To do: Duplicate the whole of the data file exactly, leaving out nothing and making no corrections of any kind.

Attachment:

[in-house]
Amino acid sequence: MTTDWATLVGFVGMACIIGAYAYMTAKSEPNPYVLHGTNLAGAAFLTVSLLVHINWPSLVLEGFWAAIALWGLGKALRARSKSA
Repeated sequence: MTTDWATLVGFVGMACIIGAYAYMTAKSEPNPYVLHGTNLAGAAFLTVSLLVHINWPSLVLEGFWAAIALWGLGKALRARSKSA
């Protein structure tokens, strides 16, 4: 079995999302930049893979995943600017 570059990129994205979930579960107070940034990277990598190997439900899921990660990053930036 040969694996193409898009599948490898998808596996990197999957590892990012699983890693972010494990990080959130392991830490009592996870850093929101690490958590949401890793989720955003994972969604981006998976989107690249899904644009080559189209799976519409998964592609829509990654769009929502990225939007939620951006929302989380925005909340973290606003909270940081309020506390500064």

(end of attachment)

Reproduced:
[in-house]
Amino acid sequence: MTTDWATLVGFVGMACIIGAYAYMTAKSEPNPYVLHGTNLAGAAFLTVSLLVHINWPSLVLEGFWAAIALWGLGKALRARSKSA
Repeated sequence: MTTDWATLVGFVGMACIIGAYAYMTAKSEPNPYVLHGTNLAGAAFLTVSLLVHINWPSLVLEGFWAAIALWGLGKALRARSKSA
């Protein structure tokens, strides 16, 4: 079995999302930049893979995943600017 570059990129994205979930579960107070940034990277990598190997439900899921990660990053930036 040969694996193409898009599948490898998808596996990197999957590892990012699983890693972010494990990080959130392991830490009592996870850093929101690490958590949401890793989720955003994972969604981006998976989107690249899904644009080559189209799976519409998964592609829509990654769009929502990225939007939620951006929302989380925005909340973290606003909270940081309020506390500064």